Shutterstock and AI: Is it a really bad deal?

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Several weeks ago, Shutterstock informed its contributors that it collaborates with several projects connected with artificial intelligence. Because AI is considered as a threat to many jobs, many photographers and illustrators consider this step as an another “exciting news” which is actually bad for us. The question is if it is really so bad. I will try to find an answer for this question.

First of all, we have to admit that we do not know how the whole concept will be working in the final versions, but Shutterstock has given us some hints.

First, there is Shutterstock Dataset where the agency is providing our content to companies and research organizations to train artificial intelligence algorithms. AI needs a lot of data for its training in which it is trying to find some patterns during the training phase. After that (as an already trained AI), it can be used for various purposes where you expect that it would give you reasonable outputs for all the possible inputs.

For example, in order to make a self-driving car, you would need to record thousands and thousands samples of a driving situation just to train the car for that one particular situation. For a complex system, one would need a huge amount of samples for a huge amount of different situations. In the training phase of many of the AI algorithms, AI checks if it computes a reasonable output for given conditions (if it behaves similarly in comparison with the examples from the training data set for the same/similar conditions, otherwise it changes its properties in order to lower the error). If it works well, there is a high chance that the AI would reasonably work even for situations which were not in the training data set.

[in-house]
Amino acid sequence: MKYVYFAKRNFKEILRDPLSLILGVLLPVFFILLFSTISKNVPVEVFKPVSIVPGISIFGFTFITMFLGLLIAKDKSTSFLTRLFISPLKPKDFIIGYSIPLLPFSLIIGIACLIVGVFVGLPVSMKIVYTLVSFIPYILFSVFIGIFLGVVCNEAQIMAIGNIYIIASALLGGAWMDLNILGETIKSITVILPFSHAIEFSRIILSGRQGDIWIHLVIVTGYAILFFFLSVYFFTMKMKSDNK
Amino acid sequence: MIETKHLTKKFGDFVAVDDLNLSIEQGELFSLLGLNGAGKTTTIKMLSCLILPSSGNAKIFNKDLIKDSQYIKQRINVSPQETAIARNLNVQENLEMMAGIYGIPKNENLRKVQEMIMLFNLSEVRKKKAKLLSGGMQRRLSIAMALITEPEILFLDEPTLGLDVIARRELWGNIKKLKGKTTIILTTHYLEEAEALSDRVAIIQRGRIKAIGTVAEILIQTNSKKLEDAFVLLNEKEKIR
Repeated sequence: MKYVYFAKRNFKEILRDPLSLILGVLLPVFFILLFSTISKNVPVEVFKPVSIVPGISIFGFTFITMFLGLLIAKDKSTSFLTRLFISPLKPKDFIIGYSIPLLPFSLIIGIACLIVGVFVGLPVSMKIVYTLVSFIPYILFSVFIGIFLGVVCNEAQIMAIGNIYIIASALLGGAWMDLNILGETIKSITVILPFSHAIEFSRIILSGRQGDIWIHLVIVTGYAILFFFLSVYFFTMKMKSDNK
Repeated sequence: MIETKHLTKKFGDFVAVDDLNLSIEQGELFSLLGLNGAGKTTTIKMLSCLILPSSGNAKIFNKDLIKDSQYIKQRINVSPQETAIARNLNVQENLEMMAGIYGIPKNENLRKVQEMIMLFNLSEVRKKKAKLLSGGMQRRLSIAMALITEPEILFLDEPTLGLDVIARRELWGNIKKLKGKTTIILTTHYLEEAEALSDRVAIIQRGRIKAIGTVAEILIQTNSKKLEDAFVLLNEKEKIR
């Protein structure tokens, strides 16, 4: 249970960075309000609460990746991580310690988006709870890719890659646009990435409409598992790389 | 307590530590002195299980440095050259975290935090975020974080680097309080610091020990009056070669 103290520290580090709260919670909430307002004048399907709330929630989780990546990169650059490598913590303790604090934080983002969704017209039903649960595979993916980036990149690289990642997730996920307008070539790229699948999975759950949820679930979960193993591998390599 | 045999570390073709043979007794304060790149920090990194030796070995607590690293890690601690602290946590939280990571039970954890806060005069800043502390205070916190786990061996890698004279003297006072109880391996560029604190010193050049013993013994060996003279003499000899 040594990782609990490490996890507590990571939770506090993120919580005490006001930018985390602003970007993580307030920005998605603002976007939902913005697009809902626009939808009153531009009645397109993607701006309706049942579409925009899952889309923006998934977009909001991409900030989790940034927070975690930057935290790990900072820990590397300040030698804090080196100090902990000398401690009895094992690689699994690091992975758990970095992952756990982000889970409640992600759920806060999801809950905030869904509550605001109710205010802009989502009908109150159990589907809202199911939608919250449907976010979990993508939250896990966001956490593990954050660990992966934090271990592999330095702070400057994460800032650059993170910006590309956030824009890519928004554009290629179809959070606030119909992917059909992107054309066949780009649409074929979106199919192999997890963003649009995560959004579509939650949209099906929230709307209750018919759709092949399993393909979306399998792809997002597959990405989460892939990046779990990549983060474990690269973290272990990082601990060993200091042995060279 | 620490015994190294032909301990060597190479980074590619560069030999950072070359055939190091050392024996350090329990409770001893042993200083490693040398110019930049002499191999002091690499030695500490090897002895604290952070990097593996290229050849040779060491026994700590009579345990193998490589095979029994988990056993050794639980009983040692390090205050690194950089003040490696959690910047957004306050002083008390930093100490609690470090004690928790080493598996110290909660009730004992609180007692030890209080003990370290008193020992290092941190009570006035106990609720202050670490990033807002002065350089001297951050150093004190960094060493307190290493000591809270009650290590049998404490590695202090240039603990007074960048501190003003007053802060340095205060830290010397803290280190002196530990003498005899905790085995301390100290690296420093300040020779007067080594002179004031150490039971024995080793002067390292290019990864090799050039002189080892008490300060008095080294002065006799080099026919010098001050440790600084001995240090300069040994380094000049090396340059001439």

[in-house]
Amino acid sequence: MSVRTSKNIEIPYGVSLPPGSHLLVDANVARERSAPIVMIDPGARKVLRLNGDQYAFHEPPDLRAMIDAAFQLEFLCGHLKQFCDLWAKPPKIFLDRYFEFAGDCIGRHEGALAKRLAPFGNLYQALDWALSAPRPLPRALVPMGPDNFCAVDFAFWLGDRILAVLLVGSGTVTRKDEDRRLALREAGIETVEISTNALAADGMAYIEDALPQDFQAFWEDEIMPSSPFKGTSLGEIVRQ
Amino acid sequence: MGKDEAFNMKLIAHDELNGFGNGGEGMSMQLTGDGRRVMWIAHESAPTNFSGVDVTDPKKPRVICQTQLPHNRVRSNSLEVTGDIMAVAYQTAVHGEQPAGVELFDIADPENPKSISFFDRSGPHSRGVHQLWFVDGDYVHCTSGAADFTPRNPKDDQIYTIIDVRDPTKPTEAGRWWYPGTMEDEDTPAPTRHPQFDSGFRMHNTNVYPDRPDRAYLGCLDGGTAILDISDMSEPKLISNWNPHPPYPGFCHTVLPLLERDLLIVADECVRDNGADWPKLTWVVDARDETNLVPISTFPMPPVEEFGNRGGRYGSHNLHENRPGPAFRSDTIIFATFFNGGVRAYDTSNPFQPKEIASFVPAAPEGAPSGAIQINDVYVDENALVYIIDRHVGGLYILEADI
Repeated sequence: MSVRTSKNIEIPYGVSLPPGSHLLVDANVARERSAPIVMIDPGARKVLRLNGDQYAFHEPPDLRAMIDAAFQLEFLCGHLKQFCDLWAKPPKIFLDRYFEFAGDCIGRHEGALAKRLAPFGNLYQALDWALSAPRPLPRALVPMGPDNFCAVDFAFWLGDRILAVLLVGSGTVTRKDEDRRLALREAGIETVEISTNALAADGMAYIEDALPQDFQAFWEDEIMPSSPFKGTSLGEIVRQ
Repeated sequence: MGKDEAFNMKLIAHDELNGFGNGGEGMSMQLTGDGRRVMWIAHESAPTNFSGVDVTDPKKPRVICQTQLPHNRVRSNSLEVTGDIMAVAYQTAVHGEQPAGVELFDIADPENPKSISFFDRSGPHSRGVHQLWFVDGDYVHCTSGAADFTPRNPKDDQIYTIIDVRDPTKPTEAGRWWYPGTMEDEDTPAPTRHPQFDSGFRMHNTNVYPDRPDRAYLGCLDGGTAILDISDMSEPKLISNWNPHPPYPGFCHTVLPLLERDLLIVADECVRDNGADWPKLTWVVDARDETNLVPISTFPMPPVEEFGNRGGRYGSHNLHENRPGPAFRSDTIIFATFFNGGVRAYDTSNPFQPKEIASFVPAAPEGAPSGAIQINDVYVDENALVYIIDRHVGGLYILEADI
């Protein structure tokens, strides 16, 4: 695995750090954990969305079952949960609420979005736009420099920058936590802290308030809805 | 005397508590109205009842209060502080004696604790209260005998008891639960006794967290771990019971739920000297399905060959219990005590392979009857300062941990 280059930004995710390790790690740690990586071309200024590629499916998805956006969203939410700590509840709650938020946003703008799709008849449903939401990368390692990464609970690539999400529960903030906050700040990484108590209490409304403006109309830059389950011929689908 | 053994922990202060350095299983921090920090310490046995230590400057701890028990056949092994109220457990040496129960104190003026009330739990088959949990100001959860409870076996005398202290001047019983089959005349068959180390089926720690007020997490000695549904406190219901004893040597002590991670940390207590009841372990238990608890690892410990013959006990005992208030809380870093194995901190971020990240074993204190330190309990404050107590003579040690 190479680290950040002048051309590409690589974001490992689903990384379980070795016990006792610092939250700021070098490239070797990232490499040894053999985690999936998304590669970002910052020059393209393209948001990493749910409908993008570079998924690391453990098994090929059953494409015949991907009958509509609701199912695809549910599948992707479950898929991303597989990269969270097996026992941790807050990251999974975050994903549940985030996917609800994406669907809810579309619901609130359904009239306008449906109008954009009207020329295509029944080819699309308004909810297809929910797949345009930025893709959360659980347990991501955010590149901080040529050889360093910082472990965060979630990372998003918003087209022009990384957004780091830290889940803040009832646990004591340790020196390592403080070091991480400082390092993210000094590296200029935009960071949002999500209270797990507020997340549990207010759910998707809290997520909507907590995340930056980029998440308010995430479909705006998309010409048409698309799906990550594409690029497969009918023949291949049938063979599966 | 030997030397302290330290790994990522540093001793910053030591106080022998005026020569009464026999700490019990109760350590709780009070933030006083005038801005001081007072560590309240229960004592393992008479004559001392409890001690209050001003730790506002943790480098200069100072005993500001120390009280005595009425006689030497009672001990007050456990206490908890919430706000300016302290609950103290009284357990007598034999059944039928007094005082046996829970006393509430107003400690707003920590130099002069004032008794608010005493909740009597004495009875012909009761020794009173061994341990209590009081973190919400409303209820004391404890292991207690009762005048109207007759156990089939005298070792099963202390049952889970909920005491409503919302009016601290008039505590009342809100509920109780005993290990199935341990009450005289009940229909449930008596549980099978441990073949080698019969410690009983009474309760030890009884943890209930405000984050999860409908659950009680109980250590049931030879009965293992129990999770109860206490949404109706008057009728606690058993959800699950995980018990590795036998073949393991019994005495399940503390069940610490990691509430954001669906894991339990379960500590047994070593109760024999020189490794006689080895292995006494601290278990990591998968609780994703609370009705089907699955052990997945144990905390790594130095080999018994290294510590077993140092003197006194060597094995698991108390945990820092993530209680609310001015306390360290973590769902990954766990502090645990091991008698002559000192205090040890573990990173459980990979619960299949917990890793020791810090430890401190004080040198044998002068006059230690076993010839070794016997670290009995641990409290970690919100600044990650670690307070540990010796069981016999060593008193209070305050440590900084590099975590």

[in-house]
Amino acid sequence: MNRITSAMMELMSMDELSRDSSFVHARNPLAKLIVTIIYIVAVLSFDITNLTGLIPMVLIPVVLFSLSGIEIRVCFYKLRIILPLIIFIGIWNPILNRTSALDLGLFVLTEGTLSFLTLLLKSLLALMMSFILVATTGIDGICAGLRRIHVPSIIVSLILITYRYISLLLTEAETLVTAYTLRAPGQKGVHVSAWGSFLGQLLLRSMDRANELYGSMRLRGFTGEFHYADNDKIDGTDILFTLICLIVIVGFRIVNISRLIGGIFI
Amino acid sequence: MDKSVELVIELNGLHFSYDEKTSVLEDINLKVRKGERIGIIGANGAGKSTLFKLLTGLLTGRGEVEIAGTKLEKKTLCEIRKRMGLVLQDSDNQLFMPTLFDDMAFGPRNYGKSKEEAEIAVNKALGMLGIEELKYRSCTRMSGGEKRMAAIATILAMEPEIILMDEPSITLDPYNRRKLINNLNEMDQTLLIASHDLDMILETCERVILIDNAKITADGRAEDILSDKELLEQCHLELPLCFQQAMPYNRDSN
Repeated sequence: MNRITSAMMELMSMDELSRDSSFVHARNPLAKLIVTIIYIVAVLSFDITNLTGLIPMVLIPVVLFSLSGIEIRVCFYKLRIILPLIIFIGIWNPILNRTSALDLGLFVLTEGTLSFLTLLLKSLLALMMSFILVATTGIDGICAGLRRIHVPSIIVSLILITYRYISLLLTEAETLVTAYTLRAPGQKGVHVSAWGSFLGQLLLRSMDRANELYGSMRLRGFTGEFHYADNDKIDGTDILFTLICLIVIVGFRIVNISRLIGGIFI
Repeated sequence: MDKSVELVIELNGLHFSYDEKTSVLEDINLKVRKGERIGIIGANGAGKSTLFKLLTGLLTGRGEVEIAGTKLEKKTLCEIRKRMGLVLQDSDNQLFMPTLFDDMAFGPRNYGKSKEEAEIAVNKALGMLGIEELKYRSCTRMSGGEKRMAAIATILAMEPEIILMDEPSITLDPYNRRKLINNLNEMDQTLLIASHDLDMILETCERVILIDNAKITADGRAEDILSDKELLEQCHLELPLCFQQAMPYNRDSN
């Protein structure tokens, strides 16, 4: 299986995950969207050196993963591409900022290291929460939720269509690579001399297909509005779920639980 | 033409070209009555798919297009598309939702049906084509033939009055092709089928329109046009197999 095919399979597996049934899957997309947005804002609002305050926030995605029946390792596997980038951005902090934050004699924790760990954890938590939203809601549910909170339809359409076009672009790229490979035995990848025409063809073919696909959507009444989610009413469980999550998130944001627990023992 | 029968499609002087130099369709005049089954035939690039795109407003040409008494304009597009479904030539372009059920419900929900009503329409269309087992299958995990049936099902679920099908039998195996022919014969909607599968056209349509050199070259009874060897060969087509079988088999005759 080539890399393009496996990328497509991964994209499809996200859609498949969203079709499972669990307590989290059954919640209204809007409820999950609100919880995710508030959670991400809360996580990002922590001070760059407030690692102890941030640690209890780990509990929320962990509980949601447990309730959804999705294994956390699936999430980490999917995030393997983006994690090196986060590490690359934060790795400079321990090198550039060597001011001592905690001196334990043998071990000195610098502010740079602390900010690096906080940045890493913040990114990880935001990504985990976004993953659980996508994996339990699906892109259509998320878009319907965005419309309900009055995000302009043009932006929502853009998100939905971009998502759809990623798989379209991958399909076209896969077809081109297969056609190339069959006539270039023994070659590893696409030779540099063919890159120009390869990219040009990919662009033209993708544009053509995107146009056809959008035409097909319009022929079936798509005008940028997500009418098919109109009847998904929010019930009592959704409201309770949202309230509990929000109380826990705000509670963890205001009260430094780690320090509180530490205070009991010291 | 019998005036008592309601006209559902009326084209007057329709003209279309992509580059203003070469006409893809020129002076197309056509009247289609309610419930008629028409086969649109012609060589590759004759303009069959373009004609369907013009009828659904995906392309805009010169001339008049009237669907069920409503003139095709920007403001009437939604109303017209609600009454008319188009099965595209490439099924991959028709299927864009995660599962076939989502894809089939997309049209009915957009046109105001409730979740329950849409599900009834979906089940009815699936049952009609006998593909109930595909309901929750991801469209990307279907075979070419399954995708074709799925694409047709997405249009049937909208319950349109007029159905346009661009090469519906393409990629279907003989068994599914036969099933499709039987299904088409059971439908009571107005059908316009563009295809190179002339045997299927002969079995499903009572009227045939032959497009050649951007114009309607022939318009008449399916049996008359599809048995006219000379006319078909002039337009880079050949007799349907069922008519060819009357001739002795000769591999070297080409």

So, Shutterstock may provide our images for any company or organization which wants to use labeled images (images with keywords) to train their AI for almost any purpose. Do you need to train a detector of various type of animals? Just use the database of animals from Shutterstock.

The second thing is AI-Generated Content. In this case, if there is not reasonable image for a buyer, (s)he can let the system DALL-E to generate it according to the description. Do you want an alien in front of the Eiffel Tower? No problem.

What about the contributor?

The question is how does it influence the contributor. Here, I have to say that I am a little bit more optimistic than the majority of contributors (and pesimistic in some regards as well). The fact is that in both Shutterstock cases above, the contributor will get some financial compensation for the use of his/her images. No one knows “how much” though. And I really do not think it will be 0.01 USD and such non-sense values which we may sometimes find on the internet. Probably, it will be much, much, much,… much less. Nevertheless, I do not think it will be so bad as it seems. Why?

Disclaimer: My numbers below are just created from my head, nothing specific. Their purpose is to “show the concept”, not the actual numbers.